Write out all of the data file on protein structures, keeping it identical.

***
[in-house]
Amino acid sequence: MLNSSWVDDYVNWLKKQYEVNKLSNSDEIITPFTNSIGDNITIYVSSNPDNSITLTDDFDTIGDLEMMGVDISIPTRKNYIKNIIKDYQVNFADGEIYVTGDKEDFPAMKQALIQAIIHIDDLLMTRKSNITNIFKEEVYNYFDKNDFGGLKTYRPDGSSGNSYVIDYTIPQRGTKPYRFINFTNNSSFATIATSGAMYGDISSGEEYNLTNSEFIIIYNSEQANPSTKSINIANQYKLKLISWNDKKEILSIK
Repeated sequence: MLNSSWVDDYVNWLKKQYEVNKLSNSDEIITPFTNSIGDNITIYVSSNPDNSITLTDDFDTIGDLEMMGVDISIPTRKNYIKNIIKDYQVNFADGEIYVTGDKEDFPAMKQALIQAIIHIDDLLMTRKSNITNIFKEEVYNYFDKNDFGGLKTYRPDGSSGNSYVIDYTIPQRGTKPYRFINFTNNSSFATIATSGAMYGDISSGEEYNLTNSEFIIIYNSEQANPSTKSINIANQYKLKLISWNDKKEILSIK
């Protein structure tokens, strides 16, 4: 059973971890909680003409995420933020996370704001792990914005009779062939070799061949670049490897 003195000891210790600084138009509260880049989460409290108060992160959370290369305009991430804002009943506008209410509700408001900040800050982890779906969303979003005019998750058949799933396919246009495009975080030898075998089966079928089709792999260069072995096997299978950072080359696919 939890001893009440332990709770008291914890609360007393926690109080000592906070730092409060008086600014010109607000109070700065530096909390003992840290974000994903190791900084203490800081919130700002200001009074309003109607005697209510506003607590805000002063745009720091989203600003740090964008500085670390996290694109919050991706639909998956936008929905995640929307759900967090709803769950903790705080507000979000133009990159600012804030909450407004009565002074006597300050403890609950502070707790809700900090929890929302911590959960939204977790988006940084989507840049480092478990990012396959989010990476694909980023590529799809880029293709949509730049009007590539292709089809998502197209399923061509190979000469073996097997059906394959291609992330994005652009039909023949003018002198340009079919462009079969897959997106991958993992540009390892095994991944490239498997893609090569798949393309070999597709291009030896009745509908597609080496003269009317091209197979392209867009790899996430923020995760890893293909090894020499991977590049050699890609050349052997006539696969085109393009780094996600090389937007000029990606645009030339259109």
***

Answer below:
[in-house]
Amino acid sequence: MLNSSWVDDYVNWLKKQYEVNKLSNSDEIITPFTNSIGDNITIYVSSNPDNSITLTDDFDTIGDLEMMGVDISIPTRKNYIKNIIKDYQVNFADGEIYVTGDKEDFPAMKQALIQAIIHIDDLLMTRKSNITNIFKEEVYNYFDKNDFGGLKTYRPDGSSGNSYVIDYTIPQRGTKPYRFINFTNNSSFATIATSGAMYGDISSGEEYNLTNSEFIIIYNSEQANPSTKSINIANQYKLKLISWNDKKEILSIK
Repeated sequence: MLNSSWVDDYVNWLKKQYEVNKLSNSDEIITPFTNSIGDNITIYVSSNPDNSITLTDDFDTIGDLEMMGVDISIPTRKNYIKNIIKDYQVNFADGEIYVTGDKEDFPAMKQALIQAIIHIDDLLMTRKSNITNIFKEEVYNYFDKNDFGGLKTYRPDGSSGNSYVIDYTIPQRGTKPYRFINFTNNSSFATIATSGAMYGDISSGEEYNLTNSEFIIIYNSEQANPSTKSINIANQYKLKLISWNDKKEILSIK
């Protein structure tokens, strides 16, 4: 059973971890909680003409995420933020996370704001792990914005009779062939070799061949670049490897 003195000891210790600084138009509260880049989460409290108060992160959370290369305009991430804002009943506008209410509700408001900040800050982890779906969303979003005019998750058949799933396919246009495009975080030898075998089966079928089709792999260069072995096997299978950072080359696919 939890001893009440332990709770008291914890609360007393926690109080000592906070730092409060008086600014010109607000109070700065530096909390003992840290974000994903190791900084203490800081919130700002200001009074309003109607005697209510506003607590805000002063745009720091989203600003740090964008500085670390996290694109919050991706639909998956936008929905995640929307759900967090709803769950903790705080507000979000133009990159600012804030909450407004009565002074006597300050403890609950502070707790809700900090929890929302911590959960939204977790988006940084989507840049480092478990990012396959989010990476694909980023590529799809880029293709949509730049009007590539292709089809998502197209399923061509190979000469073996097997059906394959291609992330994005652009039909023949003018002198340009079919462009079969897959997106991958993992540009390892095994991944490239498997893609090569798949393309070999597709291009030896009745509908597609080496003269009317091209197979392209867009790899996430923020995760890893293909090894020499991977590049050699890609050349052997006539696969085109393009780094996600090389937007000029990606645009030339259109």